The 16GB version of the smartphone is available for $499, and can be customized heavily through Moto Maker. Should you wish to do so, you can get a leather or wooden back variant for $25 more. The sheer number of customization options combined with the exclusive features like Active Display make the new Moto X one of the best devices available today.

Samsung Galaxy Note 4

Galaxy Note 4

The Galaxy Note 4 is unlike any Samsung (KRX:005935) flagship smartphone thus far in that it actually looks like a premium handset. Samsung has finally decided to use metal in the construction of their devices, and in the case of the Galaxy Note 4, this is in the form of a metal frame that runs around the sides of the device, adding rigidity to the structure as whole while providing aesthetic value.

Another first is the 16MP camera sensor, which now comes with OIS, a feature that has been long-requested by loyal fans. The imaging sensor is from Sony (NYSE:SNE), and comes with Samsung’s customizations on the software side of things. The 5.7-inch QuadHD AMOLED screen is outstanding, and is one of the best displays on a Samsung handset yet.

TouchWiz, long criticized as one of the worst manufacturer skins, has also received a facelift. However, Samsung has not cut down on the gimmicky features, and in fact found new “health-oriented” utilities that will allow you to track your daily activities better. The result is that a device with a quad-core 2.7 GHz Snapdragon 805 SoC (octa-core Exynos 5422 in some markets) stutters during the loading animations. Turning off animations entirely makes things better, but if there is a single drawback to the Galaxy Note 4, it is the software. Samsung needs to re-evaluate its stance of software design and focus on things that matter to users instead of just bundling every single utility it has made over the course of the last five years into its devices.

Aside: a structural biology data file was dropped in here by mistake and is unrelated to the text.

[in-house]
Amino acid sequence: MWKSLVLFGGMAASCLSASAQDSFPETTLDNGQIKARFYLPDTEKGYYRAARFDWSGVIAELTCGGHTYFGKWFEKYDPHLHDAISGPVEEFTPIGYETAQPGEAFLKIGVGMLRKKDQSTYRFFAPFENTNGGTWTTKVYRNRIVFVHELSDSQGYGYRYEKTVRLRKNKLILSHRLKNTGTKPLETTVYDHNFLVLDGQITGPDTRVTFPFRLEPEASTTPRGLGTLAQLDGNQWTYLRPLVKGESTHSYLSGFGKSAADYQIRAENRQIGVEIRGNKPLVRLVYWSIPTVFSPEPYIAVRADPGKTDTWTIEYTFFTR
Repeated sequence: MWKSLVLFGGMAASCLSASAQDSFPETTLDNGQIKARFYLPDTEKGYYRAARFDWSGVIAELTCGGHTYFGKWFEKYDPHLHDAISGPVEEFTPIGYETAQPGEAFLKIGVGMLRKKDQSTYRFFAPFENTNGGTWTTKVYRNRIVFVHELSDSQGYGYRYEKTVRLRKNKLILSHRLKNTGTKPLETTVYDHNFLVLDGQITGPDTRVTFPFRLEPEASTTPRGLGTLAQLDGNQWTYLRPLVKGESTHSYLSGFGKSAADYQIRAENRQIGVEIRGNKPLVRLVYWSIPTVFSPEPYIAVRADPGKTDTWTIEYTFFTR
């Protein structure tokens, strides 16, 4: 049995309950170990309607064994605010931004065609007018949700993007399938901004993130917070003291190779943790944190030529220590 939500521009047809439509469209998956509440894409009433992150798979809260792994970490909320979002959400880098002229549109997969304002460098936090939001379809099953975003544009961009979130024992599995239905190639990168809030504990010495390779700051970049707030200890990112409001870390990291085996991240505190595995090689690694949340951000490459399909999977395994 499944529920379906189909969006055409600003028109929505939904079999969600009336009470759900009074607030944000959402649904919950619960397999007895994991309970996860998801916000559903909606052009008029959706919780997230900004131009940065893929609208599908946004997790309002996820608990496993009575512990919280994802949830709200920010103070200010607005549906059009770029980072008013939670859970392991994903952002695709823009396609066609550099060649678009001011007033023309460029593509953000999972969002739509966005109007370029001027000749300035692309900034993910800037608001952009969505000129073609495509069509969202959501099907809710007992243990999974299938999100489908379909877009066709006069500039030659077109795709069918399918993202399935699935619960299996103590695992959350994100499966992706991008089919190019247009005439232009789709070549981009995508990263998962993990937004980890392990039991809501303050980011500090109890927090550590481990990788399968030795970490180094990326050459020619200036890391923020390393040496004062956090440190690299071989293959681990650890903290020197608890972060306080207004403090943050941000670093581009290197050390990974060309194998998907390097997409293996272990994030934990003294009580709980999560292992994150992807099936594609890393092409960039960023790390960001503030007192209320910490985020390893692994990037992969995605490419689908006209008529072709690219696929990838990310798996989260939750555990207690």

Galaxy Note 4 2

That being said, there are a few features that stand out, and serve to distinguish the Galaxy Note series from other phablets out there. The most useful is Multi Window mode, which as the name suggests allows you to run two utilities side by side simultaneously. There’s also a similar mode for video as well that allows you to run two videos side by side, but that once again falls into the realm of gimmicks. The stylus has also been tweaked to offer better sensitivity, and comes a lot of features that boost its functionality. For instance, Photo Note is a utility that scans images and lets you make changes to them using the stylus.